Saturday, November 13, 2010

October 31, 2010 Dias de los Muertos

The people gather for a 5 day weekend in celebration of their family and friends that have gone to the next world. They serve you a steaming hot bowl of thick, foamy chocolate that is by far, the best chocolate I have ever tasted. They bake faces of women into the loaves of bread. They each will probably have a shrine at home that will include marigolds, cocks comb, loquats, bananas, papaya, peanuts, oranges and limes; mescal; coca cola; candles and the little smiling skeletons, katrinas, dolls dressed up to resemble the deceased's life on this earth. Everyone smiles and is joyful; it is a time of great festival in honor of this life and the next and of being together.

Yesterday in Santo Domingo, homebase for chastity, poverty and obedience, I saw a man stop and fold his hands in prayer at the gigantic altar of Guadalupe. Then he did the most extraordinary thing: he produced a vivid pink rose, unique among the dozens of red roses that abound here in Oaxaca, and proceeded to bath his face and neck with this pink rose. Then he held the rose over the altar and crushed the rose with one hand, separating the petals from their stem, letting the fragrant pink tears fall in offering to our Lady at her shrine in the most beautiful baroque church in all of Mexico. Pure unapologetic adoration.

Knelt in the very front row of Santo Domingo last evening about 5, when all of a sudden the lights came on, men in silk suits came down the aisle, followed very shortly by bridesmaids. I waited for someone to ask me to leave or sit in the back o f the church, but no one did. So I had front row seats at dusk for the wedding of a petite, beautiful Zapotec princess and her spectacularly handsome new husband. Apparently, it didn't seem inappropriate to anyone but me that I became gathered up with these people on this very special day in their lives and I was practically overcome with honor, delight and fascination. I was more than a bit troubled by the music that played as she walked to the altar to stand with her parents and her best girlfriends and sisters before the priest to give her wedding vows: Lohengrin! Here Comes The Bride! Her dress and those of the wedding party could have been worn by any bride in any Catholic church in the US: her colors were shades of magenta, violet pink and rose and her mother wore rust-colored garnet. With their burnished brown faces and black eyes and hair, you can imagine what a sight they were with the extraordinary main alter of Santo Domingo as background.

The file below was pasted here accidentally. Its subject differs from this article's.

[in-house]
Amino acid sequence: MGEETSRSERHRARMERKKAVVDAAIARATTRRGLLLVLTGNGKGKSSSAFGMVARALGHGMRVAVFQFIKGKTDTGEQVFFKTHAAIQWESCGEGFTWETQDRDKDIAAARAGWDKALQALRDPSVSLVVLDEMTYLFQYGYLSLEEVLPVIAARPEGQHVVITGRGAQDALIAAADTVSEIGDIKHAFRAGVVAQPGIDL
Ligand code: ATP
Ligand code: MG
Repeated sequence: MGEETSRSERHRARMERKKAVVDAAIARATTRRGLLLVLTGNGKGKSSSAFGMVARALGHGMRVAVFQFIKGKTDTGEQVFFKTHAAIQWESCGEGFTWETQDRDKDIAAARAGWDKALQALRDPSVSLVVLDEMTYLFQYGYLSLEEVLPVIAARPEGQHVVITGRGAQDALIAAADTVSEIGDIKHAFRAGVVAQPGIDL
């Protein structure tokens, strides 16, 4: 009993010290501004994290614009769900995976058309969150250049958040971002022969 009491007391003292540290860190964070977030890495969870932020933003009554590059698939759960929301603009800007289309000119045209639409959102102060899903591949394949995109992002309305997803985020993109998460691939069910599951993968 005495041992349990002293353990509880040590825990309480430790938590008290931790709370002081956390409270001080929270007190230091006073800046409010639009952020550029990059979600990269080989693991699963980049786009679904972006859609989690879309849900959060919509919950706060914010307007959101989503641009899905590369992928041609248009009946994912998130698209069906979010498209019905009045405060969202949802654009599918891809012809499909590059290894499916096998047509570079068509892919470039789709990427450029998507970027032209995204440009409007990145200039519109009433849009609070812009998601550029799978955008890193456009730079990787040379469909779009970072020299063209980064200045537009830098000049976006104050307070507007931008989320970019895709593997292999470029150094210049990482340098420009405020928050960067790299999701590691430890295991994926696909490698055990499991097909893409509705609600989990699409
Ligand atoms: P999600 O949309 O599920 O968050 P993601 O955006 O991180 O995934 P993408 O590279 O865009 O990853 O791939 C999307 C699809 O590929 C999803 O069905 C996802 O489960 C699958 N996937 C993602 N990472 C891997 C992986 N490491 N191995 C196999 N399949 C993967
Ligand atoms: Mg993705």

Later, I waited in the square outside the church for their triumphant recessional to their new life as man and wife; a dozen and a half dancers of the Oaxaca folkloric troop waited with me, brilliant in their lime, orange, purple, red, blue, pink, and yellow skirts. Their hair was pulled back and long black yarn braids, woven with brightly-hued ribbons hung down their back. They had big baskets of flowers that they, omigod, hoisted onto their heads and then, began to twirl and dance in a mad tornado, their nimble feet nipping in and out and back again into the lace hems of their petticoats. The bride and groom stood in the gigantic doorway of the church, delightfully reviewing this spectacle in pure rapture. And when it could not be any more graphic, any more sensual, any more surreal, any more unbelievable, everything changed. In a big way. From out of nowhere appeared gigantic, enormous bride and groom caricatures who began to dance and veer awkwardly among the dancers. The crowd roared their approval and delight and at the end of another frenetic whirlwind of smiles, braids, skirts, flowers and color, color, color, called raucously for besos! besos! besos! The two nuptial giants obliged and clumsily tilted toward each in devilish pecks. It was sheer magic.

The crowed dispersed then and walked among the beautifully adorned skulls on display, much like the people do for the floats of the Rose Parade in Pasadena. They'll be a parade tonight, with these gorgeous skulls being danced up and down the streets of Oaxaca on the shoulders of the jubilant Mexicans, who do not fear death and are not afraid of the dead, or even of the living. Not even the white-skinned living!

I realize only this morning that it's is quite possible that it is I who has gone to the next world…

On Assignment
Oaxaca City, Oaxaca MEXICO

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